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How to Motivate Senior Citizens

by Josee D'Amore, studioD

Many senior citizens lead healthy productive lives. They are engaged in life with many friends and activities. But sometimes senior citizens need some motivation to become involved in life again. With a little encouragement and an easing of their concerns, they can find their inner strength to embrace life. Being that encouraging force in their lives can make all the difference. As they engage with others and activities, their health may improve as well. We are made for relationship and productivity. Without those experiences our body, mind and spirit suffer.

Extend an Invitation

Extend an invitation to your loved one to come with you on an outing. Choose an activity she can actively participate in and will enjoy. Be aware of her physical and mental limitations as you choose an activity. Be sure the outing is for her and you have the time to give. Having you there will increase the likelihood she will continue to attend.

Take a Class

Enrolling him in a class that interests him is a positive option. Talk to him and bring information so he can be involved in making a choice. Most classes for senior citizens are either free or inexpensive. It is a good way to socialize while learning a new skill. You can find classes online, on community boards, in newspapers or at senior activity centers. Bring him the first few times so he has some encouragement to attend. Follow up with him after each class to ensure he likes the class and to address any concerns he may have.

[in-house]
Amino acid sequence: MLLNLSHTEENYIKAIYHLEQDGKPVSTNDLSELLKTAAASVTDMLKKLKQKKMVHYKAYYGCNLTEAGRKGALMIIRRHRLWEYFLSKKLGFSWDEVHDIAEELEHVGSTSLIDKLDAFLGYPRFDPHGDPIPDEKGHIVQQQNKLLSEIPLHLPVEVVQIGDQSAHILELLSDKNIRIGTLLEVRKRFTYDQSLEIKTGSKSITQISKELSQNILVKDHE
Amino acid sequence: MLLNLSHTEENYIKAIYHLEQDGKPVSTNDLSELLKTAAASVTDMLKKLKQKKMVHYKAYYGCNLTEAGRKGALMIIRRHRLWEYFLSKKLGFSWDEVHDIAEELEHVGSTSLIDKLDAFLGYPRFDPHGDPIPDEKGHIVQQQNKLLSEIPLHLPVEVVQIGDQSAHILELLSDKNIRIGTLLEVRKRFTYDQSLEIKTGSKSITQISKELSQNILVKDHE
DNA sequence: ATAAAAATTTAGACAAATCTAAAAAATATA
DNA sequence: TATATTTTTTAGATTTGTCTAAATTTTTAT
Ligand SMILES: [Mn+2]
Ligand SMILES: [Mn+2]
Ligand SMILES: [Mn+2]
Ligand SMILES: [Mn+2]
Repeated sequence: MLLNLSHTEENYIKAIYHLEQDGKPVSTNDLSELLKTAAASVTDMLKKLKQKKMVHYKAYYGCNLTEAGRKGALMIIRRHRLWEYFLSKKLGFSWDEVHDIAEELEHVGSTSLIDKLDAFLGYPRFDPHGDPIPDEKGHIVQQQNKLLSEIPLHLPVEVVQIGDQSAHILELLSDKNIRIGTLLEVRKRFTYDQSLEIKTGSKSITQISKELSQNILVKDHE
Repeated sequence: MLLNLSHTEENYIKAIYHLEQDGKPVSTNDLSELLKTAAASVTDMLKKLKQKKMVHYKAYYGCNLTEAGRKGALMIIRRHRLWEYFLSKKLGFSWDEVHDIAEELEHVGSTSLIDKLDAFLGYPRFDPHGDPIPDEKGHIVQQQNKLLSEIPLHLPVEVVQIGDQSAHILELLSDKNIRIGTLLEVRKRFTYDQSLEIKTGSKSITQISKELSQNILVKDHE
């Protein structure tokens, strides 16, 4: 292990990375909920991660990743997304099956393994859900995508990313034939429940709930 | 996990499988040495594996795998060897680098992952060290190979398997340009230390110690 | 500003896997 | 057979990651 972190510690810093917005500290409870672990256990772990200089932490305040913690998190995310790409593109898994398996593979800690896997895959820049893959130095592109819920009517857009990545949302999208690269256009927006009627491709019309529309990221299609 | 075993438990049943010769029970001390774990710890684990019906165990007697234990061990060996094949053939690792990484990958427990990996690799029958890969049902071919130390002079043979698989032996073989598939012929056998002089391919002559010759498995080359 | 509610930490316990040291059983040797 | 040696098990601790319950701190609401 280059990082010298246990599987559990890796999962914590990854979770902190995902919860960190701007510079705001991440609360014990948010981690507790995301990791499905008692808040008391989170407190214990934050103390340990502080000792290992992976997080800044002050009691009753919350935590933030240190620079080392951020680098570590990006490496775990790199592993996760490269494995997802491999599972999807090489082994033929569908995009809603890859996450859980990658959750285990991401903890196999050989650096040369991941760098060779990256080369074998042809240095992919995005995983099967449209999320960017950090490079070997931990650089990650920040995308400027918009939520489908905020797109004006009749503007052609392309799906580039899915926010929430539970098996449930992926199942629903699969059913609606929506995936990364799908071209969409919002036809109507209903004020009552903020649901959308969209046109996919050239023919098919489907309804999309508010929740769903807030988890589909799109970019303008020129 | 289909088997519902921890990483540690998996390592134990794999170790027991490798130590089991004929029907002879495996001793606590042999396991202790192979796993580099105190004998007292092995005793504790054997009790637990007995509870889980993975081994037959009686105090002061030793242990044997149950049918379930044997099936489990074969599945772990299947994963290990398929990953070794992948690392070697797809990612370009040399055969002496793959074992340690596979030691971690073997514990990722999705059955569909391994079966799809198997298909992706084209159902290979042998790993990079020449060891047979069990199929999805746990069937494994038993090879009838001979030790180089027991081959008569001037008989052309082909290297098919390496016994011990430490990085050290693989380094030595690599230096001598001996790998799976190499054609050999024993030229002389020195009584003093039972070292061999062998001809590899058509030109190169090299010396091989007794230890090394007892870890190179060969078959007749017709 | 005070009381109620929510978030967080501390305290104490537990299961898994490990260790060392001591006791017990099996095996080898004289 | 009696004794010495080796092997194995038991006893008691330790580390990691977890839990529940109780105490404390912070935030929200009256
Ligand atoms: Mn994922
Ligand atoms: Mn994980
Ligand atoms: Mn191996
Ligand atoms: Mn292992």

Volunteer Opportunities

Look into volunteer opportunities that might interest her. Schools and libraries are typically looking for senior citizens to volunteer. The interaction between children and senior citizens can be positive for all involved. Museums are also great places senior citizens can volunteer and share their wealth of knowledge.


Exercise has benefits for body, mind and spirit. Most communities have exercise classes for senior citizens, which are specifically geared toward their capabilities. Many are in the pool, as the water lessens the impact on joints. Taking a short walk each day can make a significant difference as well. There are even exercises senior citizens can do in a chair. Getting them moving will likely encourage them to be more involved in life overall.

About the Author

Josee D'Amore is a Licensed Marriage and Family Therapist in San Diego, where she is the founder/owner of Gems of Hope Counseling. She specializes in relational wellness including friendships, siblings, spouse/significant others, children, parenting, abuse/trauma, grief/loss and care-giver support. She is the author of "The Soul's Fight: Wrestling with Forgiveness".

Photo Credits

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